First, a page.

AG finds Portland police justified in Okot shooting
PORTLAND — The attorney general last week determined police officers acted in self-defense on April 25 when they shot and killed an armed, intoxicated man in Parkside.
Officers Benjamin Roper and Joshua Wiseman shot 26-year-old David Okot the evening of April 25, shortly after responding to the report of a man in the Parkside neighborhood displaying a gun to people in the street.
According to the report by Attorney General Janet Mills, the officers shot Okot several times following a brief stand-off with the man on the steps of a Weymouth Street apartment building.
The AG office investigates all use of deadly force by police officers.
Okot was armed, and the officers said he pulled a gun from his waistband after refusing repeatedly to show his hands. Police moved him from the porch where he was shot because they believed there was an additional threat inside the building. Okot died at the scene.
The report said that while Roper and Wiseman were dealing with Okot, Officer Nicholas Goodman arrived at the scene and became involved with a second man who was later determined to not be an associate of Okot, but rather someone to whom Okot had tried to sell his gun.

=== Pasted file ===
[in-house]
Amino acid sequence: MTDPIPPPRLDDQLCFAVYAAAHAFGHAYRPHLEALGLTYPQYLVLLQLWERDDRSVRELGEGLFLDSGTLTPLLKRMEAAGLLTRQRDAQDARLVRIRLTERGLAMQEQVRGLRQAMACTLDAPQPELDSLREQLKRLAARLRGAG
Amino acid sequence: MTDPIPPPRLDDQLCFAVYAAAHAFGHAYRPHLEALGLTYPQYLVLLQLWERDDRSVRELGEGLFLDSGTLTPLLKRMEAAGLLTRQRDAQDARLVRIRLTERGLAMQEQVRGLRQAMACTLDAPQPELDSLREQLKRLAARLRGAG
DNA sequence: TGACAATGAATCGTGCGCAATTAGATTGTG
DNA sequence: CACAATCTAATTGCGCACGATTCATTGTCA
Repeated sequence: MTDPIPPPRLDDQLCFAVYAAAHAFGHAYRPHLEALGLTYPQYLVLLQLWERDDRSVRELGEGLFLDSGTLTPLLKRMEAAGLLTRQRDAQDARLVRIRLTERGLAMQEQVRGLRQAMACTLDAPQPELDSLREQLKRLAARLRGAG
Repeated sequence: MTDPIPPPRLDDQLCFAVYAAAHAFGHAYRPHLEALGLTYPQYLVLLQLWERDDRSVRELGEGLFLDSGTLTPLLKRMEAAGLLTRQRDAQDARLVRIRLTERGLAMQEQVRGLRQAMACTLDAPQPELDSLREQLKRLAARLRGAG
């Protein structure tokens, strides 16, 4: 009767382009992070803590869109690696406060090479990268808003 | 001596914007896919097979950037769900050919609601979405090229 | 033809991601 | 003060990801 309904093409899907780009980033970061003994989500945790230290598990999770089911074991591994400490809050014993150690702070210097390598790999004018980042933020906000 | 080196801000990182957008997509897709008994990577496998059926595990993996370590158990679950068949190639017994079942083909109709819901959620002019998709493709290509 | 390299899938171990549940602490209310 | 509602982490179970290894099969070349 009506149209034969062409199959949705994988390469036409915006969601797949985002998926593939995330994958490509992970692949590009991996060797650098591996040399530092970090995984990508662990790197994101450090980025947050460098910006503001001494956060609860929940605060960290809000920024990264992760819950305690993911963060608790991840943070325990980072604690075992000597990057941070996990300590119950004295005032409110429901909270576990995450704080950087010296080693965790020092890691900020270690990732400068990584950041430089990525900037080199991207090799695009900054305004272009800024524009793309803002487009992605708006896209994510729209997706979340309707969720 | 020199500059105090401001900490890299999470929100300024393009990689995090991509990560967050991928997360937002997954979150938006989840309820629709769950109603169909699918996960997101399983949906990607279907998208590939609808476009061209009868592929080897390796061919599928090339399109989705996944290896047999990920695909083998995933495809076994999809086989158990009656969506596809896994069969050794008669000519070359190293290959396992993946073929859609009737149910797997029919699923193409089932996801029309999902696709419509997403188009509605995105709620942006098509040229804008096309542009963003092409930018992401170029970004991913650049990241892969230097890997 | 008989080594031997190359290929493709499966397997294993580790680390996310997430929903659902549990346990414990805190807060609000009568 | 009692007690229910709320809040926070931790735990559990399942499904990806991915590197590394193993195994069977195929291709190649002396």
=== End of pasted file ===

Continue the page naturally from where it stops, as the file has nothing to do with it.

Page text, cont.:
A toxicology report determined Okot's blood alcohol level was 0.26 percent – more than three times the legal limit – at the time of the incident and there was cocaine in his blood. There was also cocaine found in Okot's pocket.
Okot's .22-caliber semi-automatic pistol, which the report said he tossed during the shooting, was found 67 feet from the scene on a steep slope, and it had Okot's DNA on it.
Okot's death lead to rising tensions between the city's Sudanese population and police. Okot was a Sudanese immigrant and his shooting followed other, unsolved, crimes involving local Sudanese. Those incidents included the shooting of Mercy Hospital security guard James Angelo last summer.
Okot was known to police, having an extensive arrest record since turning 18 in 2000. His family also filed an excessive force lawsuit against the Police Department in July 2001. At the time, police were called to the Okot home because Okot was reportedly threatening to kill himself with a screwdriver.
According to news reports at that time, police tried to subdue Okot, but his family thought they were trying to kill him and fought with the officers. The lawsuit was dismissed.
Police Chief James Craig released a statement Friday, following the AG's announcement, saying the event in April had heartbreaking consequences for Okot's family. Police, the mayor and the governor have met with representatives of the Sudanese community to discuss their safety concerns since the Okot shooting.
Okot's family has hired defense attorney Daniel Lilley and in July filed a wrongful death notice of claim against the city.